Experts feel it probably was a right shoe and worn by a woman with about a size seven foot. The rare find was discovered in a cave, well preserved under layers of sheep dung that, along with the dry, cool atmosphere of the cave, kept both the shoe and the items found with it in excellent condition. Tests showed the shoe to be about 5,500 years old — radiocarbon-dated to about 3,500 B.C. Thus it pre-dates both Stonehenge and the Egyptian pyramids. Though compressed from use in the toe and the heel areas, it was not considered worn out. Shoes of this age are an incredibly rare find, because leather and plant materials normally degrade very quickly.
According to The New York Times:
The Armenian shoe discovery … was made beneath one of several cave chambers, when an Armenian doctoral student, Diana Zardaryan, noticed a small pit of weeds. Reaching down, she touched two sheep horns, then an upside-down broken bowl. Under that was what felt like “an ear of a cow,” she said. “But when I took it out, I thought, ‘Oh my God, it’s a shoe.’ To find a shoe has always been my dream.”
The shoe was stuffed with grass, which scientists believe was meant to work as a shoe tree for holding the shape. It appeared to have been carefully placed in the clay-lined pit where it was found.
Dr. Ron Pinhasi, team leader and archaeologist at the University College Cork in Ireland, was quoted as saying that the shoe resembled old Irish pampooties or “rawhide slippers.” He observed that, “As the person was wearing and lacing it, some of the eyelets had been torn and repaired.”
The cave, also called Areni-1, was discovered in 1997. Scientists feel it was used by people with high status who, among other things, stored ritual or harvest objects of the Copper-Age, little-known Chalcolithic community there.
Until now, the oldest known closed shoes belonged to Otzi, “the Iceman,” who died around 5,300 years ago and was found in the Austrian Alps in 1991. The Armenian dig was funded in part by National Geographic, which commented:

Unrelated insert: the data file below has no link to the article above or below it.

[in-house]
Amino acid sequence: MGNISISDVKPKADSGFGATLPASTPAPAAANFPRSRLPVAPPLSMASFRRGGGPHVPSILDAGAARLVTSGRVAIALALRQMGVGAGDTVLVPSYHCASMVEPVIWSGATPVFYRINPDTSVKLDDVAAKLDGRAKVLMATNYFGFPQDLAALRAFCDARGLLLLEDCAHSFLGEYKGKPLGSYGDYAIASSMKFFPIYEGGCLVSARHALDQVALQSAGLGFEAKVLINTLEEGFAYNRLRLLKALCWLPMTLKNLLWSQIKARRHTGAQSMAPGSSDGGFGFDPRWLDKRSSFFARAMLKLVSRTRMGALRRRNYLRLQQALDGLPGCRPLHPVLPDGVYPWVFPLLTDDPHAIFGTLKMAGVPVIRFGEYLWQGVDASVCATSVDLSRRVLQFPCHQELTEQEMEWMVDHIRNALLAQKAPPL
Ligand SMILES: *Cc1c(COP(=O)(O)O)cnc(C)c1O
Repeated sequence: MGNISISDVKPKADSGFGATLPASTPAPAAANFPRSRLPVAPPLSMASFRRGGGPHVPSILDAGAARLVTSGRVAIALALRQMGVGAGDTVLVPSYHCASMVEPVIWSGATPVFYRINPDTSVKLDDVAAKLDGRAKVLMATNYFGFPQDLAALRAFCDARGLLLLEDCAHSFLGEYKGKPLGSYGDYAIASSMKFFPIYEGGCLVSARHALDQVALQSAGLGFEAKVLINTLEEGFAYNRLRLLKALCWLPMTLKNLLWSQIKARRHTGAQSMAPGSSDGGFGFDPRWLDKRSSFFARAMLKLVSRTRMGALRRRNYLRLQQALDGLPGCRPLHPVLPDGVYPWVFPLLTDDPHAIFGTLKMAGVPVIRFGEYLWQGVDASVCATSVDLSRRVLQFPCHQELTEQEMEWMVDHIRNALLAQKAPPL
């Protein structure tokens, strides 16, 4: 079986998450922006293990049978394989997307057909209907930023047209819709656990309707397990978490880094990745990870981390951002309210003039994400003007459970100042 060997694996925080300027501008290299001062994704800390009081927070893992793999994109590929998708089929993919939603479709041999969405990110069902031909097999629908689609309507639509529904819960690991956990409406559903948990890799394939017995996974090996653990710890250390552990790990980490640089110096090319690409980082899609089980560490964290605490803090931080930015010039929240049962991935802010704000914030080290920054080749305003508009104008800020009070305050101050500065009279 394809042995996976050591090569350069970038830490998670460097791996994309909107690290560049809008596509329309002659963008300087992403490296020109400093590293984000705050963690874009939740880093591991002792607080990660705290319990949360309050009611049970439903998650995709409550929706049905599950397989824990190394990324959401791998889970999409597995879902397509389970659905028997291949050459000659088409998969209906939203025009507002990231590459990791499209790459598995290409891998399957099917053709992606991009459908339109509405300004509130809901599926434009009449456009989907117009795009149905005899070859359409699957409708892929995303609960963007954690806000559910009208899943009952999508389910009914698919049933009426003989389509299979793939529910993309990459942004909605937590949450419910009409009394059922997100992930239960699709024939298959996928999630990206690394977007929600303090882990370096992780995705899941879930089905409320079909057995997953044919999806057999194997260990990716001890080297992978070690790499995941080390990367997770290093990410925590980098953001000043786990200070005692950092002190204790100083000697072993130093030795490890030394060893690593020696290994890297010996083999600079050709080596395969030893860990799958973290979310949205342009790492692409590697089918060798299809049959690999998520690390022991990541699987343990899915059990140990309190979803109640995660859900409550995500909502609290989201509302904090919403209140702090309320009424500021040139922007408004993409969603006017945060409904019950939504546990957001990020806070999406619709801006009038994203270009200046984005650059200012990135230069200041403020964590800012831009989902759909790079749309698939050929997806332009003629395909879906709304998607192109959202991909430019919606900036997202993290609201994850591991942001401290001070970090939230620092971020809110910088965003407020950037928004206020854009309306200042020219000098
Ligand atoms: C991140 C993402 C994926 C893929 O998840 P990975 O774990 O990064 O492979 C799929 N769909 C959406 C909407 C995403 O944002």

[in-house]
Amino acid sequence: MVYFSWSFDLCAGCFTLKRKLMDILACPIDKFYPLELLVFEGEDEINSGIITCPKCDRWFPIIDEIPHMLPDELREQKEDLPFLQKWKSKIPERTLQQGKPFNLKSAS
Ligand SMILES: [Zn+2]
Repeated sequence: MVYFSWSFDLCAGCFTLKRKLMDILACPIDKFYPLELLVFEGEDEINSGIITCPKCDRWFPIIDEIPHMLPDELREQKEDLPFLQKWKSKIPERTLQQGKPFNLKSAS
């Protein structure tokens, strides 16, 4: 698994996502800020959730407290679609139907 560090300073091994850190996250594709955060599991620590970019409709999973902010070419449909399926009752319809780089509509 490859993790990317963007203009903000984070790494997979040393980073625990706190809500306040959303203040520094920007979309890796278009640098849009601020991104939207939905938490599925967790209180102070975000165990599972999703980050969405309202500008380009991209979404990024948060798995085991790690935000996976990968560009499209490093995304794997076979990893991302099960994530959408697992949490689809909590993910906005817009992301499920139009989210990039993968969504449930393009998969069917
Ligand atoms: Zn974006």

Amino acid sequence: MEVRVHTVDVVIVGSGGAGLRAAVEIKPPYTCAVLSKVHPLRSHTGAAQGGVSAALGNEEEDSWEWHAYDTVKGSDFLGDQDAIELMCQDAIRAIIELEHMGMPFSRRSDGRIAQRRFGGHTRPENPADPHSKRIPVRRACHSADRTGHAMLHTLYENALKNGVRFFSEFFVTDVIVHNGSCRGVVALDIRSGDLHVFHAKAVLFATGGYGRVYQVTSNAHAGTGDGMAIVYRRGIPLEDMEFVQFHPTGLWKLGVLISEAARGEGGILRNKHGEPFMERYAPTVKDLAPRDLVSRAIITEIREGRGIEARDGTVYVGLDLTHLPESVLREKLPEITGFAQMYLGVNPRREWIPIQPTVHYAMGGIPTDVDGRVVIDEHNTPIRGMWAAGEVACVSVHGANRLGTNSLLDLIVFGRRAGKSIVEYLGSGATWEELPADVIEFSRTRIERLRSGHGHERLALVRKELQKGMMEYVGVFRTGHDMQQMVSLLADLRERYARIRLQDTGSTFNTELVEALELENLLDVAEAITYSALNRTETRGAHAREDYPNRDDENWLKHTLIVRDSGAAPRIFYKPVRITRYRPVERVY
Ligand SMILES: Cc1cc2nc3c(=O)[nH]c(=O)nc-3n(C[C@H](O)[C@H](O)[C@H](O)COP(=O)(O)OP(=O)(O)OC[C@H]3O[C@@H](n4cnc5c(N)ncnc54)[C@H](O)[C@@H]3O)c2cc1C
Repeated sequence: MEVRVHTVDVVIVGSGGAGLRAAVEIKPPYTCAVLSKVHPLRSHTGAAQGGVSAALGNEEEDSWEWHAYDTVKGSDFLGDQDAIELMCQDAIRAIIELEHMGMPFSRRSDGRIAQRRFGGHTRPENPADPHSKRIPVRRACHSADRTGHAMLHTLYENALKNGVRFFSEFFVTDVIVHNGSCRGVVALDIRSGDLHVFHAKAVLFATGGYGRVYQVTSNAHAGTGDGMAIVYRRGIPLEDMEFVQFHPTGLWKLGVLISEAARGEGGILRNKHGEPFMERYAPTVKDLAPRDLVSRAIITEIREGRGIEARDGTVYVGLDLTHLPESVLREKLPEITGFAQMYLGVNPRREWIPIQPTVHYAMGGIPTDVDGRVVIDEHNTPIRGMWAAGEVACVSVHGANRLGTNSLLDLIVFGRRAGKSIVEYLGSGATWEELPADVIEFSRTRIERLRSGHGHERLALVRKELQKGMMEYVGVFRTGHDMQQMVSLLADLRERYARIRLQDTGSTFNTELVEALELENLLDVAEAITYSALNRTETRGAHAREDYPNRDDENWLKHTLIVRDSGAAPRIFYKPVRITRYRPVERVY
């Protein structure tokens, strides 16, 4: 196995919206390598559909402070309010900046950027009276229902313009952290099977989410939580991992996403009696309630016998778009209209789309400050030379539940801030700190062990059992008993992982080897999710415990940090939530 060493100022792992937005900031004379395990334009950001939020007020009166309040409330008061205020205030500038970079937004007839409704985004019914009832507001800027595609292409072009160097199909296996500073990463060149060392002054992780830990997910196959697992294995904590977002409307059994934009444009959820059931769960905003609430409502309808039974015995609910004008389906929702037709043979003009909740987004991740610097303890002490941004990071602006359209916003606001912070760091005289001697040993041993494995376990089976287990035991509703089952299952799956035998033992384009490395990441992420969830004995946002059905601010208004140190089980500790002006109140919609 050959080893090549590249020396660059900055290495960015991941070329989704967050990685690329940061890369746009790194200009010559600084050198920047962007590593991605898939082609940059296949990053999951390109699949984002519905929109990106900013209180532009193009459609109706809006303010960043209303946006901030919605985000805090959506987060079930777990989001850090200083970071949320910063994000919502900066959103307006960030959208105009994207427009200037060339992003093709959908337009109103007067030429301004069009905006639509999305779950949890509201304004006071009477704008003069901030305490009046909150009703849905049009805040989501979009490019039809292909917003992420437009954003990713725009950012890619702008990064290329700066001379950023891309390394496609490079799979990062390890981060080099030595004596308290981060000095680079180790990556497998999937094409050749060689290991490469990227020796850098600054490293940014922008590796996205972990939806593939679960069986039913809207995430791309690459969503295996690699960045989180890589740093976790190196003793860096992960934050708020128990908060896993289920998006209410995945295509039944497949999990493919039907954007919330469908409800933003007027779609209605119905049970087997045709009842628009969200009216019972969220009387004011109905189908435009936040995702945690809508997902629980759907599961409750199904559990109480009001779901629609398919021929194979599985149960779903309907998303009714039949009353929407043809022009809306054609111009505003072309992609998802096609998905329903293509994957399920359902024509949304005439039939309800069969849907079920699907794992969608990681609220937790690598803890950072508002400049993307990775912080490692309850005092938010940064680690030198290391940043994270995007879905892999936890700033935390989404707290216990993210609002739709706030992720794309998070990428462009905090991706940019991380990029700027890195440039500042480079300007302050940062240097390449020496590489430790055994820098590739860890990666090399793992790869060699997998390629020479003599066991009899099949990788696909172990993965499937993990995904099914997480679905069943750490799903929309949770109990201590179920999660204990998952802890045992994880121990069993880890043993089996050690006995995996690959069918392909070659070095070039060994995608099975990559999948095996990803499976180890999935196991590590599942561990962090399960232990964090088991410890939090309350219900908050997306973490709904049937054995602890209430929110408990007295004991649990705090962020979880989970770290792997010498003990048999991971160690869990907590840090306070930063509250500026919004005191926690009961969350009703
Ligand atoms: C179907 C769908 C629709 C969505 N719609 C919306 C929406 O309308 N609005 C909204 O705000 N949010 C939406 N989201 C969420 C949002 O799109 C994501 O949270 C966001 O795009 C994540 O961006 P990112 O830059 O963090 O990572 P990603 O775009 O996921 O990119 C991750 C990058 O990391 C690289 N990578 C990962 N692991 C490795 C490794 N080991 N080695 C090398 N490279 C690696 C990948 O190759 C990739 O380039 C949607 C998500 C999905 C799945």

Compared to Otzi's shoes, the world's oldest leather shoe is strictly bare-bones, according to Jacquie Wood, an independent archaeologist based in the U.K., who studied Otzi's shoes and who said the new study's science is sound.
"The Iceman's shoe was in another league altogether," Wood said. "Each base was made from brown bearskin; the side panels were deerskin; and inside was a bark-string net, which pulled tight around the foot.
"By contrast, the Armenian shoe is the most basic of shoes and was probably made worldwide once people decided not to walk about in bare feet."
Says the PLoSOne website:
Other 4th millennium discoveries of shoes (Italian and Swiss Alps), and sandals (Southern Israel) indicate that more than one type of footwear existed during the 4th millennium BC, and that we should expect to discover more regional variations in the manufacturing and style of shoes where preservation conditions permit.
In our age of popular old world-style footwear — think of the ancient Greek and Roman sandal fashions now in vogue — those awaiting these further discoveries must especially include 21st century shoe designers who are in search of fresh inspiration.
It all just goes to show, nihil sub sole novum— especially in affairs of the feet.
Photo of oldest shoe: AP Images